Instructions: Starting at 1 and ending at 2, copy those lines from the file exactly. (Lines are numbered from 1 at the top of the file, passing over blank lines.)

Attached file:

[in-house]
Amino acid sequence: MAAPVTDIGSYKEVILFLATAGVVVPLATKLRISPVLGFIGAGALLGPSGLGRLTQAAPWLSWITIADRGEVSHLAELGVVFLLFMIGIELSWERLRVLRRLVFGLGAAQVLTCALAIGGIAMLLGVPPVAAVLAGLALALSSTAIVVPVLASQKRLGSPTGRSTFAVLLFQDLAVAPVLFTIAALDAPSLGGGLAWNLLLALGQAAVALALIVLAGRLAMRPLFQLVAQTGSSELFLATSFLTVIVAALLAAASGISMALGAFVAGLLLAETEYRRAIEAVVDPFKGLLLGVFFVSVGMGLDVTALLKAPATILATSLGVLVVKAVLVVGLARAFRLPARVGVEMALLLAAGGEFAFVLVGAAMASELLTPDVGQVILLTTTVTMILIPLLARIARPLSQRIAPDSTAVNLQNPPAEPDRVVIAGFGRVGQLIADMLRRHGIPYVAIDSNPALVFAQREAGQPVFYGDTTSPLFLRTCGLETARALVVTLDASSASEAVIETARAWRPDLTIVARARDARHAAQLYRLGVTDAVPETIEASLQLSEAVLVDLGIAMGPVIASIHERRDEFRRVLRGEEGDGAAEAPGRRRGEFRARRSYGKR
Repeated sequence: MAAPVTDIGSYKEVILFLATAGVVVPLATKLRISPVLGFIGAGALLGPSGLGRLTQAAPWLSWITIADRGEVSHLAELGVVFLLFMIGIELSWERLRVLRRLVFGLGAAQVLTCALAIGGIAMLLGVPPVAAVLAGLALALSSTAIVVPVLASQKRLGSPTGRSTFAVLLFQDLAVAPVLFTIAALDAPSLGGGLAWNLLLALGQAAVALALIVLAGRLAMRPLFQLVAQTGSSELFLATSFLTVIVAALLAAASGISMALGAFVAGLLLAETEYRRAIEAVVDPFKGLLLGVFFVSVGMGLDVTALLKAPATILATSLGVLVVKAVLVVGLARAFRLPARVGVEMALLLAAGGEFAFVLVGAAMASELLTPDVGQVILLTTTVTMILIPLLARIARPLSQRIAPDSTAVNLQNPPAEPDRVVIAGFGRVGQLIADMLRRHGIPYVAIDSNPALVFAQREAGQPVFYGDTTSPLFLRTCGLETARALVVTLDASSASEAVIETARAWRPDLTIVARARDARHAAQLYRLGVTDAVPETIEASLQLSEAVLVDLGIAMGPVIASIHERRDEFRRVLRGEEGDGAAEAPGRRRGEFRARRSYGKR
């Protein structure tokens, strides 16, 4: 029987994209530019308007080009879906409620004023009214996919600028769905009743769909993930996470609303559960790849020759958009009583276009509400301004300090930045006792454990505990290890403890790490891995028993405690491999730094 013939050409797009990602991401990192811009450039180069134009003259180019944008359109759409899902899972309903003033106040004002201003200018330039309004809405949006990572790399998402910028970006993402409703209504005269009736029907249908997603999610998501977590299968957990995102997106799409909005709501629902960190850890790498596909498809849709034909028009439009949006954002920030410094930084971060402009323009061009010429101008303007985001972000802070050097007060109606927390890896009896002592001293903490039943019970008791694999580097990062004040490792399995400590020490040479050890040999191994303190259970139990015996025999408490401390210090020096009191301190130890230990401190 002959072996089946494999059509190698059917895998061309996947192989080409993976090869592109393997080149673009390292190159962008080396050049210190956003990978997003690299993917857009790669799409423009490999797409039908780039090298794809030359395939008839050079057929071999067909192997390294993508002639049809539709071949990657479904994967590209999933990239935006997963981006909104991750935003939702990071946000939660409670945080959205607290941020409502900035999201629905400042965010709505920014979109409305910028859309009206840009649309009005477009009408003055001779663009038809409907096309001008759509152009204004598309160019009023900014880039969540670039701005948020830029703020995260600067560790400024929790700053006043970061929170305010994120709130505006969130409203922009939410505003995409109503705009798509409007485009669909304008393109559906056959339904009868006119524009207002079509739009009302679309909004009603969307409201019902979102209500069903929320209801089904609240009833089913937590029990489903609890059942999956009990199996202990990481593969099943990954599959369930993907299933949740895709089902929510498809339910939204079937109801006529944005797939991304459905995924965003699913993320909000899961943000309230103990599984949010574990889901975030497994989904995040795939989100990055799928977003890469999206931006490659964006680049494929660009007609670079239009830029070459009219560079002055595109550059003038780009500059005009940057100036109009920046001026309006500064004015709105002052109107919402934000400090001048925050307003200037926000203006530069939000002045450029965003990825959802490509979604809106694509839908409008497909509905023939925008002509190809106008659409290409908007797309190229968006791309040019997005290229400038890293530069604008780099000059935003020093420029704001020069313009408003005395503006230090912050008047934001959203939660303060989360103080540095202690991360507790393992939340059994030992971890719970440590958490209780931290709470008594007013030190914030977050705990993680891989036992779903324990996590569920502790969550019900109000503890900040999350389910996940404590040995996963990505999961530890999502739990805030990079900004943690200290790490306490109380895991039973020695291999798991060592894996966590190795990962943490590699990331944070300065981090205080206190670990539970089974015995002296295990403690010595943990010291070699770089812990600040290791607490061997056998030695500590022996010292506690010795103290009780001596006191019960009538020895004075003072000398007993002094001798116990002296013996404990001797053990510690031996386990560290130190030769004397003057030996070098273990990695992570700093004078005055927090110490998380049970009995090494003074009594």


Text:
[in-house]
Amino acid sequence: MAAPVTDIGSYKEVILFLATAGVVVPLATKLRISPVLGFIGAGALLGPSGLGRLTQAAPWLSWITIADRGEVSHLAELGVVFLLFMIGIELSWERLRVLRRLVFGLGAAQVLTCALAIGGIAMLLGVPPVAAVLAGLALALSSTAIVVPVLASQKRLGSPTGRSTFAVLLFQDLAVAPVLFTIAALDAPSLGGGLAWNLLLALGQAAVALALIVLAGRLAMRPLFQLVAQTGSSELFLATSFLTVIVAALLAAASGISMALGAFVAGLLLAETEYRRAIEAVVDPFKGLLLGVFFVSVGMGLDVTALLKAPATILATSLGVLVVKAVLVVGLARAFRLPARVGVEMALLLAAGGEFAFVLVGAAMASELLTPDVGQVILLTTTVTMILIPLLARIARPLSQRIAPDSTAVNLQNPPAEPDRVVIAGFGRVGQLIADMLRRHGIPYVAIDSNPALVFAQREAGQPVFYGDTTSPLFLRTCGLETARALVVTLDASSASEAVIETARAWRPDLTIVARARDARHAAQLYRLGVTDAVPETIEASLQLSEAVLVDLGIAMGPVIASIHERRDEFRRVLRGEEGDGAAEAPGRRRGEFRARRSYGKR